INDIAN ROCKS BEACH – Raising eyebrows and a perplexing question in Indian Rocks Beach is a letter sent by Andy Salzman, the city’s lawyer, to the Florida Attorney General’s Office, questioning procedures by the Pinellas County Appraiser’s Office.
Salzman’s April 12 letter also raises the questions of for whose benefit the letter was sent, and Salzman’s knowledge of jurisdictions within the state governmental framework.
As to the first question, at this point, who knows?
On the second, Joslyn Wilson, an assistant attorney general, responding to Salzman from Tallahassee April 20, set Salzman straight and gave him a brief course in Florida law, at least as it applies to public officials in the context of Salzman’s inappropriate missive.
Salzman had asked, “May the Property Appraiser of Pinellas County arbitrarily determine the amount of homestead allowed on a duplex; (and) What formula or documentation does the Property Appraiser need to use to make a determination as to the percentage of property which shall be homesteaded in a duplex?”
The questions were predicated on a fact situation that Salzman set forth in his letter that posited – “The Pinellas County Property Appraiser has determined that a duplex, which may be rented, is given a 60% Homestead Exemption. Upon request, there was no statutory basis or rule to adopt this policy.”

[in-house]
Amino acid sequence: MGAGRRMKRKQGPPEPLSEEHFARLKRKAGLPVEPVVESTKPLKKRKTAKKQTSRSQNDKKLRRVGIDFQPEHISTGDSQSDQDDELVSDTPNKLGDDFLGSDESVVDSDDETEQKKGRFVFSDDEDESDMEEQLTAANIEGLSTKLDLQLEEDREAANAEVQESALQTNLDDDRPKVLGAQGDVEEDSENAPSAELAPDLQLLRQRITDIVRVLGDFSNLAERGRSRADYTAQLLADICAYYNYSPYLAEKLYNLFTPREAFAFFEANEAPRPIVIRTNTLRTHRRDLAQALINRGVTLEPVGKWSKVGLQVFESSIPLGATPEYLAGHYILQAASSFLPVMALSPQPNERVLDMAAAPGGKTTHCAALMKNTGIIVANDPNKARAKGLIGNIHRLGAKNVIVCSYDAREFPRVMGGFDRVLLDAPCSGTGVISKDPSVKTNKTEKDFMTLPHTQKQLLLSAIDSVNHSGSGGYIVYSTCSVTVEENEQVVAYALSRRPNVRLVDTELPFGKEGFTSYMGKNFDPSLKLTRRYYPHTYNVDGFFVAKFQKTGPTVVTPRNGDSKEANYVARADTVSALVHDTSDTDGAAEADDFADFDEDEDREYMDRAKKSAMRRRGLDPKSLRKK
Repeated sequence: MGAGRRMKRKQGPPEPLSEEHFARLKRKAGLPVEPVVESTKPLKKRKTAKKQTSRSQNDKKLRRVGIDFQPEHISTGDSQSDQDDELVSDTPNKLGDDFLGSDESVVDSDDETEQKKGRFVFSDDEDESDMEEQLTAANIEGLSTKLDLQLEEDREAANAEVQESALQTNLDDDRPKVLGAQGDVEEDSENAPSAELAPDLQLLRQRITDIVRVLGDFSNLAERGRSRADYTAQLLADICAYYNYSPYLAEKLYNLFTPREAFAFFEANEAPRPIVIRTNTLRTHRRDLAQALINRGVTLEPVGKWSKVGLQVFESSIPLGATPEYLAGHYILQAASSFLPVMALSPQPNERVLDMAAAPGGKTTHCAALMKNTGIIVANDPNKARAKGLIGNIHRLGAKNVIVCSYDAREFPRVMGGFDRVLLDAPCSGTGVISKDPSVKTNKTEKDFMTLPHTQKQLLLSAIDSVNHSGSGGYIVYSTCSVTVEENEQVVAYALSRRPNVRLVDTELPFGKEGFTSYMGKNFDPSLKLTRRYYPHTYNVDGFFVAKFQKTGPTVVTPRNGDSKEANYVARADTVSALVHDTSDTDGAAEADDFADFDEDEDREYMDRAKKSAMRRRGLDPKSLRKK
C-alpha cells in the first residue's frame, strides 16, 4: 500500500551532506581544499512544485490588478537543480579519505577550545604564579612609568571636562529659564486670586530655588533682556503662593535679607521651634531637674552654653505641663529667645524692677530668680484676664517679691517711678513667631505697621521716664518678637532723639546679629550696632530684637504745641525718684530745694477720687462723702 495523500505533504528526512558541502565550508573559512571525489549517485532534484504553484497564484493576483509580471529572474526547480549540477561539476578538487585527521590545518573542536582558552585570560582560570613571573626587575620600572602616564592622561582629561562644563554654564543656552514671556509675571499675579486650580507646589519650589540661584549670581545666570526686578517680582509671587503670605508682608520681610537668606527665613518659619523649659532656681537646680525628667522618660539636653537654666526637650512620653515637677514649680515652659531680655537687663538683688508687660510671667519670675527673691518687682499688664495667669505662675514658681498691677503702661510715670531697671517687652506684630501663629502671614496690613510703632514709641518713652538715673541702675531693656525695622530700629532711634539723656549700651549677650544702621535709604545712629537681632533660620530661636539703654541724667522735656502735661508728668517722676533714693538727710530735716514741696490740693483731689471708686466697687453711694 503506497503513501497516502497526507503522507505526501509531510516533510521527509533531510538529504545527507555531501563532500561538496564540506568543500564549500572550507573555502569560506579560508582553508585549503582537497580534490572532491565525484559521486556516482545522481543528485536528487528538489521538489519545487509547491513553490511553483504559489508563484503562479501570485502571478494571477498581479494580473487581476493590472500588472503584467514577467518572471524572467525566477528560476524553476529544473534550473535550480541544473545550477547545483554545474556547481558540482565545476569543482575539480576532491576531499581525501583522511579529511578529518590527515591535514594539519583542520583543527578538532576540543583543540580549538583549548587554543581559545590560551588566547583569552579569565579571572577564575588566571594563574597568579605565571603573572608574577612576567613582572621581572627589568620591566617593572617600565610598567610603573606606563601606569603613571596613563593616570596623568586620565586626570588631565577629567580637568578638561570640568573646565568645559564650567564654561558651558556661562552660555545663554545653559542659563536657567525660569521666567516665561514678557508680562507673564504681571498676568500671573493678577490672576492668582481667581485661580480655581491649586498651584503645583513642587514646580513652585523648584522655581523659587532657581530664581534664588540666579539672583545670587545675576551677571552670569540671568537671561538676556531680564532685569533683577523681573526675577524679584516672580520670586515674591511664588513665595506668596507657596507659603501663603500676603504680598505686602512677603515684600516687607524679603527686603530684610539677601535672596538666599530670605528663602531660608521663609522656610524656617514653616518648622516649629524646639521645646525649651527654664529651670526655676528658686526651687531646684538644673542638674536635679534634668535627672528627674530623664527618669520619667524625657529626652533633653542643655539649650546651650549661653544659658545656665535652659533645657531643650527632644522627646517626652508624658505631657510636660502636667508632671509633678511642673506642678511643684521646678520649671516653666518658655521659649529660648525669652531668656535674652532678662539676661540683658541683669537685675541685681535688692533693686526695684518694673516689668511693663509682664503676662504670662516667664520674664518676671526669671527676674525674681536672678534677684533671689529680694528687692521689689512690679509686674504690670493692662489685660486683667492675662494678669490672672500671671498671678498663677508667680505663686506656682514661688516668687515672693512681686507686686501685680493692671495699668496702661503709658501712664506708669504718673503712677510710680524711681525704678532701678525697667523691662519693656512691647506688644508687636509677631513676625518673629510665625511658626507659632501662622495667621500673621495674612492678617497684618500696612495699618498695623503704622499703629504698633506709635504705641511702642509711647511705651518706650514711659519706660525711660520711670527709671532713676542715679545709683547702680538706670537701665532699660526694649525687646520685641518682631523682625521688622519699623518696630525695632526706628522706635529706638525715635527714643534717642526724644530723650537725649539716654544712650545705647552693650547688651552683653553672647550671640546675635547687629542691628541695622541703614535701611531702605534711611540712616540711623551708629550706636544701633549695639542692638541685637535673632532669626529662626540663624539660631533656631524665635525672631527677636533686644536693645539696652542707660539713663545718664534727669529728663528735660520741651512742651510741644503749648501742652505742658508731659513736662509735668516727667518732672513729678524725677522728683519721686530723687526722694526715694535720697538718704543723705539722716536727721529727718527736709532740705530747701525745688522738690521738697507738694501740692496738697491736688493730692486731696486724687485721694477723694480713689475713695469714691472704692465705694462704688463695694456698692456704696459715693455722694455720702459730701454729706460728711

Wilson, the respondent to Salzman’s letter, straightened out the IRB city lawyer on statutory law as it applied to his questions.
“I must advise you that this office is precluded from commenting upon this matter at this time,” Wilson wrote. “The authority of the Attorney General to issue opinions is prescribed by statute and is limited to public officials on questions relating to the requesting officer’s own official duties.”
The Wilson answer concluded with: “Thus, this office will not comment at the request of one public officer about the duties of another public officer.
“Your request involves duties and responsibilities of the county Property Appraiser. In the absence of a request from the Property Appraiser, this office must decline to comment on this matter.”
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